Thursday, April 29, 2010

The oasis in my day

It has been a long time, as usual. The end of the semester means lots of things to be read and written, but hopefully also some things emerging that might not be out of place in this forum. A very dear friend just sent me this poem entitled "Ithaca," and it was for me this afternoon a small oasis of reading and rereading and letting the words play on my tongue, with the attentiveness and care of a wine tasting. (*The fact that Ithaca is only about an hour down the road from Syracuse made it all the more relevant for me as I am looking ahead to the chance to get out on the road a bit soon.*) Simone Weil said, prophetically for our sound-bite era, "Absolutely unmingled attentiveness is prayer." I hope these words might be a small oasis of attentiveness for you as well...


When you set out on your journey to Ithaca
pray that the road is long,
full of adventure, full of knowledge.
The Lestrygonians and the Cyclops,
the angry Poseidon---do not fear them;
You will never find such as these on your path,
if your thoughts remain lofty, if a fine
emotion touches your spirit and your body.
The Lestrygonians and the Cyclops,
the fierce Poseidon you will never encounter,
if you do not carry them within your soul,
if your soul does not set them up before you.

Pray that the road is long,
That the summer mornings are many, when,
with such pleasure, with such joy
you will enter ports seen for the first time;
stop at Phoenician markets,
and purchase fine merchandise,
mother-of-pearl and coral, amber, and ebony,
and sensual perfumes of all kinds,
as many sensual perfumes as you can;
visit many Egyptian cities,
to learn and learn from scholars.

Always keep Ithaca in your mind.
To arrive there is your ultimate goal.
But do not hurry the voyage at all.
It is better to let it last for many years;
and to anchor at the island when you are old,
rich with all you have gained on the way,
not expecting that Ithaca will offer you riches.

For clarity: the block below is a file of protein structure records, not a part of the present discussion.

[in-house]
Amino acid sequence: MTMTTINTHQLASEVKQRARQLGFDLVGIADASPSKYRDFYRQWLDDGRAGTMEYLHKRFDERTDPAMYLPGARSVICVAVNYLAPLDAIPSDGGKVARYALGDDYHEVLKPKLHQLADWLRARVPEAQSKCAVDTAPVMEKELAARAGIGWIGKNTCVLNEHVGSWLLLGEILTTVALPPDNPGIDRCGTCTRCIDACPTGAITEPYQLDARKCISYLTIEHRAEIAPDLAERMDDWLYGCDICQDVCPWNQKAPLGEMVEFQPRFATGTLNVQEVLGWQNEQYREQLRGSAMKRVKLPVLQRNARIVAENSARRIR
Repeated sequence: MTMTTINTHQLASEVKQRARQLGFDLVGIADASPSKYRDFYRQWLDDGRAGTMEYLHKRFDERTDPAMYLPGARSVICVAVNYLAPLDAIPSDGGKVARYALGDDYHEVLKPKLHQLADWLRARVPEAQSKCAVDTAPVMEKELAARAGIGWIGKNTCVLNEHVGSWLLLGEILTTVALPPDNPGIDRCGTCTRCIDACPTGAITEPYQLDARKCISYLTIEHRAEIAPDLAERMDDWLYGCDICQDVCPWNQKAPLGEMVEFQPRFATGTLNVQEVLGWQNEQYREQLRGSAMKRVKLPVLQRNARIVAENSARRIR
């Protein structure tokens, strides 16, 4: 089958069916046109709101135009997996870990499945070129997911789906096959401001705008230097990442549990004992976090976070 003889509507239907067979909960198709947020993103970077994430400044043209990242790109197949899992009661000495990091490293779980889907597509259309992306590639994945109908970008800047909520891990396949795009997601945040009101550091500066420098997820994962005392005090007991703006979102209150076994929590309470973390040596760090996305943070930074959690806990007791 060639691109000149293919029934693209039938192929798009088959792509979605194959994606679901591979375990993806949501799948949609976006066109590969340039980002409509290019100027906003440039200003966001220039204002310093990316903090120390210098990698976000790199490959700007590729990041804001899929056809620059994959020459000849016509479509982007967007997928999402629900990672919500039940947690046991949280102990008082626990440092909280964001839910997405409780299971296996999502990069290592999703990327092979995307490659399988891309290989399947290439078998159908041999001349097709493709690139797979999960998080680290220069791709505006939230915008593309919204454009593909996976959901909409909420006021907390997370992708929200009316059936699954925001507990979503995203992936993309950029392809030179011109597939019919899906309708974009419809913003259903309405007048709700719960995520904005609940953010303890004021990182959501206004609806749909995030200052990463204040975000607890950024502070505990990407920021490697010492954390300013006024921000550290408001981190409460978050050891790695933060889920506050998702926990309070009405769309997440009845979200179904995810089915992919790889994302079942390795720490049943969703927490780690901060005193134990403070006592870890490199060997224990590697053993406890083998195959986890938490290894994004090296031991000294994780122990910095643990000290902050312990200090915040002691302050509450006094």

Ithaca has given you the beautiful voyage.
Without her you would have never set out on the road.
She has nothing more to give you.

And if you find her poor, Ithaca has not deceived you.
Wise as you have become, with so much experience,
you must already have understood what these Ithacas mean.

---Constantine Cuvafy


Anonymous said...

Thanks for this--'oasis' is the right word. I remember reading this some time ago, but it's one that's worth repeating and repeating.

Reading it again, I'm reminded of a Mark Strand poem you might enjoy:

The Idea

For us, too, there was a wish to possess
Something beyond the world we knew, beyond ourselves,
Beyond our power to imagine, something nevertheless
In which we might see ourselves; and this desire
Came always in passing, in waning light, and in such cold
That ice on the valley’s lakes cracked and rolled,
And blowing snow covered what earth we saw,
And scenes from the past, when they surfaced again,
Looked not as they had, but ghostly and white
Among false curves and hidden erasures;
And never once did we feel we were close
Until the night wind said, “Why do this,
Especially now? Go back to the place you belong”;
And there appeared, with its windows glowing, small,
In the distance, in the frozen reaches, a cabin;
And we stood before it, amazed at its being there,
And would have gone forward and opened the door,
And stepped into the glow and warmed ourselves there,
But that it was ours by not being ours,
And should remain empty. That was the idea.

Br. Patrick said...

Thank you very much - I lament I have come so late to even the small bit of poetry I have read here and there.